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Sylvain Pons earns a meager living conducting at the ballet and giving private music lessons. He is very fond of fine food and fine art. Over the years, he has satisfied the latter craving by slowly accumulating pieces that now clutter the small apartment he shares with his friend Schmucke. Sylvain doesn’t know it, but the collection is worth a surprising amount of money. He satisfies his taste for fine food by frequently going to dinner at his cousin Marville’s house.
Marville’s wife dislikes having Sylvain at her table, for he is rustic and abrupt. He is finally kicked out completely when he tries to find a suitor for the Marville’s daughter, Cecile, and bungles the job. Shortly afterwards, Sylvain falls ill. His portress, Cibot, enters the rooms to nurse him, recognizes the value of his art collection and schemes to get it. She gets Remonencq, who runs a nearby pawn shop, and Elie Magus, a Jew with an eye for art, to help her.
The attack begins when Cibot convinces Schmucke to sell some of Sylvain’s paintings in order to pay for the doctor bills. The plot thickens as Sylvain’s doctor and an attorney get involved. The attorney goes to Madame de Marville and convinces her to fleece Sylvain or risk a smaller inheritance from Sylvain. Her husband regretfully agrees also.
Meanwhile, Sylvain has become suspicious of Cibot. He struggles out of his sick bed to find Magus studying the collectibles in his bedroom. The other rooms are empty. Sylvain realizes his friend Schmucke has been duped, and he plans a counter-attack. He writes a false will, leaving all his money to Cibot for her service at his final illness. He leaves it where she will see it. He then writes a second, true will that leaves his money to the crown on the condition that they grant Schmucke a lifetime annuity.
Sylvain then dies. Schmucke becomes the new target of the others’ greed. They nearly convince him to sign a paper forfeiting most of his inheritance, but when he realizes that the Marvilles are accusing him of having duped their cousin he falls ill and dies. The money passes on to the Marvilles. The attorney gets an important new job; the doctor gets a sinecure, and Magus gets the pictures. Even Cibot is rewarded; she gets an annuity and marries Remonencq after he kills her husband.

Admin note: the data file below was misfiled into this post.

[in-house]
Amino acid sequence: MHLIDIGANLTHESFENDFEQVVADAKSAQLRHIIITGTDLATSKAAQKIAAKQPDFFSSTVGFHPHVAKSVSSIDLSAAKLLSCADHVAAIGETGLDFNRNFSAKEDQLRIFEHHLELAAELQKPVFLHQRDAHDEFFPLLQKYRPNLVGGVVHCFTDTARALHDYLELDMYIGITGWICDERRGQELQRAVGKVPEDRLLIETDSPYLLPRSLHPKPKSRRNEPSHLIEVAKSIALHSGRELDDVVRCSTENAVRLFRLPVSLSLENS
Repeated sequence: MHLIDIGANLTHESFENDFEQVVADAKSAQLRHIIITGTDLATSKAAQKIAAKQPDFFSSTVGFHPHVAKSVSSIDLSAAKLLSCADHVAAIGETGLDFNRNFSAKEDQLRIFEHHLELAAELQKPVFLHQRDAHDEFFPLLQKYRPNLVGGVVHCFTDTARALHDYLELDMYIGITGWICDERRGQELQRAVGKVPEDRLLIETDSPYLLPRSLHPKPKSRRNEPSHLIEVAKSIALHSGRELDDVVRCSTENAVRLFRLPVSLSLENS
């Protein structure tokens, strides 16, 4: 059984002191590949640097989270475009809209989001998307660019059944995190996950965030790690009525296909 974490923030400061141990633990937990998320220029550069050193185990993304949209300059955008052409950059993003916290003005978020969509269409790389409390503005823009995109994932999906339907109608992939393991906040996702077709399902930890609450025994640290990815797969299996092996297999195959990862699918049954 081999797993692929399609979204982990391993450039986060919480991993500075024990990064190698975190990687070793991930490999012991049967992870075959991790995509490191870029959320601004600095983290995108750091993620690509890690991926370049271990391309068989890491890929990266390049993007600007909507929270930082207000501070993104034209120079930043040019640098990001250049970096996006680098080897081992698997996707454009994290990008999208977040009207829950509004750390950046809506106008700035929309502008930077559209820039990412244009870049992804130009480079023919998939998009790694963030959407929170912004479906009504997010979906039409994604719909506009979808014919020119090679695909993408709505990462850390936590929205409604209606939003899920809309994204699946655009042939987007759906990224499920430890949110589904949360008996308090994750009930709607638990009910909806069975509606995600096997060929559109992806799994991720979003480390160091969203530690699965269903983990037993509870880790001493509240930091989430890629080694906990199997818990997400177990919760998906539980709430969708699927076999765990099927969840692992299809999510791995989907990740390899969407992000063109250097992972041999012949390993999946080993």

Harriet White is an active, energetic 82 year old resident of the Lutheran Home. We follow her through a winter day: a birthday party for a staff member, the funeral of another resident, a visit from her son, and her daily visit to see her husband who had a severe stroke and lies, uncommunicative, in the hospital ward. Mrs. White's son asks her, as he has before, to come and live with him and his family. He also reveals that he has sold the family farm. She is devastated that he had not discussed it with her, but she puts up a good front, saying it was the only sensible thing to do.
Later, she decides to walk several miles to visit the old farm. She does so, and in the evening a search party from the Lutheran Home find her there. As they drive her back, she realizes that her status has changed: she is no longer a stalwart helper, but has turned into a difficult old woman who is liable to wonder away.
What occurs when a young woman begins to menstruate and has had no preparation for it by her mother or anyone else? Toni Cade Bambara's fictive account illustrates how a normal event in the female life cycle is transformed by an uninformed child into a terrifying event. Rae Ann, whose mother died years ago, has been raised by her strict grandmother, a woman not inclined to talk about matters relating to sex.